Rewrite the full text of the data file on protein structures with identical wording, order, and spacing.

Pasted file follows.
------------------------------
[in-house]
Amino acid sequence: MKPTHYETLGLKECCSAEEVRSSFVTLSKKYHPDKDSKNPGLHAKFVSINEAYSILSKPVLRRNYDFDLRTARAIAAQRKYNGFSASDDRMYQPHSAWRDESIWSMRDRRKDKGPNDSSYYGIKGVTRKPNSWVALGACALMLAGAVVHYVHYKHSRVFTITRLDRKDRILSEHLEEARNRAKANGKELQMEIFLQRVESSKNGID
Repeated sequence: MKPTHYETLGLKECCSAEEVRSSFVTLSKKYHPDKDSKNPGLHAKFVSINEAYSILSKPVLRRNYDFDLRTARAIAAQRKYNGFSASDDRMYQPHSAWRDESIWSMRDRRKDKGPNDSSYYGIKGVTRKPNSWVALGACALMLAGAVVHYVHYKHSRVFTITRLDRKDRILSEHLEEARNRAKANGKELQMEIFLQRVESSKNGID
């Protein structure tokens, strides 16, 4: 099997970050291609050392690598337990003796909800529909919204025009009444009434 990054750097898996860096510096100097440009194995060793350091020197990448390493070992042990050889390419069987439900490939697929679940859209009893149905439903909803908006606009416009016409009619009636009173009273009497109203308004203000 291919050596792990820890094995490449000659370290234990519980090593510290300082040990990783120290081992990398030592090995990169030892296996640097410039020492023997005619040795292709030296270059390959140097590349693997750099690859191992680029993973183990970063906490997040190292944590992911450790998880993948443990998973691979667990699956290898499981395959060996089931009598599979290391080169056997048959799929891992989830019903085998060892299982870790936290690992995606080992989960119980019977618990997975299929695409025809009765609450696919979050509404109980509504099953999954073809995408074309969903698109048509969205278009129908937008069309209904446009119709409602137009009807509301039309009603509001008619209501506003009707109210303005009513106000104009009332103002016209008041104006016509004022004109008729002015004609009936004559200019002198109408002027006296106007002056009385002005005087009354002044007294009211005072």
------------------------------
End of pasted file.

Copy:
[in-house]
Amino acid sequence: MKPTHYETLGLKECCSAEEVRSSFVTLSKKYHPDKDSKNPGLHAKFVSINEAYSILSKPVLRRNYDFDLRTARAIAAQRKYNGFSASDDRMYQPHSAWRDESIWSMRDRRKDKGPNDSSYYGIKGVTRKPNSWVALGACALMLAGAVVHYVHYKHSRVFTITRLDRKDRILSEHLEEARNRAKANGKELQMEIFLQRVESSKNGID
Repeated sequence: MKPTHYETLGLKECCSAEEVRSSFVTLSKKYHPDKDSKNPGLHAKFVSINEAYSILSKPVLRRNYDFDLRTARAIAAQRKYNGFSASDDRMYQPHSAWRDESIWSMRDRRKDKGPNDSSYYGIKGVTRKPNSWVALGACALMLAGAVVHYVHYKHSRVFTITRLDRKDRILSEHLEEARNRAKANGKELQMEIFLQRVESSKNGID
């Protein structure tokens, strides 16, 4: 099997970050291609050392690598337990003796909800529909919204025009009444009434 990054750097898996860096510096100097440009194995060793350091020197990448390493070992042990050889390419069987439900490939697929679940859209009893149905439903909803908006606009416009016409009619009636009173009273009497109203308004203000 291919050596792990820890094995490449000659370290234990519980090593510290300082040990990783120290081992990398030592090995990169030892296996640097410039020492023997005619040795292709030296270059390959140097590349693997750099690859191992680029993973183990970063906490997040190292944590992911450790998880993948443990998973691979667990699956290898499981395959060996089931009598599979290391080169056997048959799929891992989830019903085998060892299982870790936290690992995606080992989960119980019977618990997975299929695409025809009765609450696919979050509404109980509504099953999954073809995408074309969903698109048509969205278009129908937008069309209904446009119709409602137009009807509301039309009603509001008619209501506003009707109210303005009513106000104009009332103002016209008041104006016509004022004109008729002015004609009936004559200019002198109408002027006296106007002056009385002005005087009354002044007294009211005072």